Psychometric validation of the Physical Educators’ Judgments about Inclusion in Angola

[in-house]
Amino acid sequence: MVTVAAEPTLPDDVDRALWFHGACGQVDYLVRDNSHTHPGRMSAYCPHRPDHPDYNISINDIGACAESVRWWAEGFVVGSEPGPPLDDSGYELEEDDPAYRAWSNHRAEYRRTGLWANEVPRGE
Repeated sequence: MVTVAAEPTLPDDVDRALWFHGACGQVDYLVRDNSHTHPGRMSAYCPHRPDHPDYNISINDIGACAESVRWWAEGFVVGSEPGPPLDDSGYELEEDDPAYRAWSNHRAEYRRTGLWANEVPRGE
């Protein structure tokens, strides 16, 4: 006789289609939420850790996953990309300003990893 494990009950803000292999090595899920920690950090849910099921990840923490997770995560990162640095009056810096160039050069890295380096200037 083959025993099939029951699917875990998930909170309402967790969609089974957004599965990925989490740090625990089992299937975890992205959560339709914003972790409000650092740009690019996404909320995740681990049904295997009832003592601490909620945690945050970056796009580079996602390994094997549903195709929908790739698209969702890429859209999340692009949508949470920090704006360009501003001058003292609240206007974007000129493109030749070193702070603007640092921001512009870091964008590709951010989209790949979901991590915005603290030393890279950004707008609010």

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The purpose of this study was to examine the psychometric properties of the Physical Educators’ Judgments about Inclusion in Angola (PEJI-A). Originally developed by Hodge at al. (2002), the Physical Educators’ Judgments about Inclusion (PEJI) evaluates physical educators’ judgments concerning “cognitive expressions of attitudes” related to inclusion of students with disabilities in general physical education settings (p. 435) and consists of 16 items divided among three subscales: (a) inclusion versus exclusion, (b) acceptance of students with disabilities, and (c) perceived training needs. The pre-existing PEJI instrument was translated and evaluated using a three-phase process that involved: (a) translating of the PEJI instrument from English to Portuguese as spoken in Angola (i.e., PEJI-A), (b) establishing evidence of face and content validity of the PEJI-A, and (c) investigating the reliability and construct validity of the PEJI-A. Data were collected from 237 elementary classroom and secondary physical education teachers from three Angolan provinces using a demographic questionnaire and the PEJI-A. Based on the results of the reliability analysis, EFA, and Pearson correlation analysis, the present version of the Physical Educators’ Judgments about Inclusion in Angola (PEJI-A), inclusive of all three subscales, does not demonstrate evidence of reliability and validity because the first subscale of the PEJI-A (specific to the dimension of inclusion) was not deemed to be reliable or valid. It appears that the PEJI-A needs to be revised with items that better measure the constructs of inclusion consistent with the Angolan educational context. Despite the statistical constraints of the PEJI-A related to subscale 1, it does show promise as a much-needed tool to investigate physical education for students with disabilities in sub-Saharan Africa and address the preservice and in-service training needs of physical educators that are well-documented in the literature.